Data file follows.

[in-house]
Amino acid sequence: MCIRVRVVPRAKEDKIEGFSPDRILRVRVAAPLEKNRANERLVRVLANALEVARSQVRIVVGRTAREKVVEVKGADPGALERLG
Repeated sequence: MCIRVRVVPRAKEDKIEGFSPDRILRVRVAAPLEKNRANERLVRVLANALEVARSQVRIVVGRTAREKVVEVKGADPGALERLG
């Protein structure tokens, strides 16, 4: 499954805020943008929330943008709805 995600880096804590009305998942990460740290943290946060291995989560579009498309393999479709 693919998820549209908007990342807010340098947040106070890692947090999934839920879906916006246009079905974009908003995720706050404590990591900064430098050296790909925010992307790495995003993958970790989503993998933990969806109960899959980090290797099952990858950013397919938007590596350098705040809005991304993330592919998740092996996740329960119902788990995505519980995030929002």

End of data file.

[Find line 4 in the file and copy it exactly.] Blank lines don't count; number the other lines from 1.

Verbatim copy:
């Protein structure tokens, strides 16, 4: 499954805020943008929330943008709805 995600880096804590009305998942990460740290943290946060291995989560579009498309393999479709 693919998820549209908007990342807010340098947040106070890692947090999934839920879906916006246009079905974009908003995720706050404590990591900064430098050296790909925010992307790495995003993958970790989503993998933990969806109960899959980090290797099952990858950013397919938007590596350098705040809005991304993330592919998740092996996740329960119902788990995505519980995030929002």